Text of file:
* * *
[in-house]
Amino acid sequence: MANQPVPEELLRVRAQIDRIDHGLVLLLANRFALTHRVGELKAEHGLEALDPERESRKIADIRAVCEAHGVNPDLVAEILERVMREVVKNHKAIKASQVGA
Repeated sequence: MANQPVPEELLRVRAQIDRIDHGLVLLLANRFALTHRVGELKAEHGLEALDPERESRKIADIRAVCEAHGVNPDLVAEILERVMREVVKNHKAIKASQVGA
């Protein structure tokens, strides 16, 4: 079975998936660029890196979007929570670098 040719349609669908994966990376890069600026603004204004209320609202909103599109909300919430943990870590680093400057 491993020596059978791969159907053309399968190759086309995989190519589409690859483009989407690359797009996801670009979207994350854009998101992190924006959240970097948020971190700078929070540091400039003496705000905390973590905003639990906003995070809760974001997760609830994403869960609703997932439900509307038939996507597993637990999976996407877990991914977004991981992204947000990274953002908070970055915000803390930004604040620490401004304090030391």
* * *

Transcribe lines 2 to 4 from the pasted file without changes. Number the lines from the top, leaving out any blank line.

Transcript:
Amino acid sequence: MANQPVPEELLRVRAQIDRIDHGLVLLLANRFALTHRVGELKAEHGLEALDPERESRKIADIRAVCEAHGVNPDLVAEILERVMREVVKNHKAIKASQVGA
Repeated sequence: MANQPVPEELLRVRAQIDRIDHGLVLLLANRFALTHRVGELKAEHGLEALDPERESRKIADIRAVCEAHGVNPDLVAEILERVMREVVKNHKAIKASQVGA
């Protein structure tokens, strides 16, 4: 079975998936660029890196979007929570670098 040719349609669908994966990376890069600026603004204004209320609202909103599109909300919430943990870590680093400057 491993020596059978791969159907053309399968190759086309995989190519589409690859483009989407690359797009996801670009979207994350854009998101992190924006959240970097948020971190700078929070540091400039003496705000905390973590905003639990906003995070809760974001997760609830994403869960609703997932439900509307038939996507597993637990999976996407877990991914977004991981992204947000990274953002908070970055915000803390930004604040620490401004304090030391």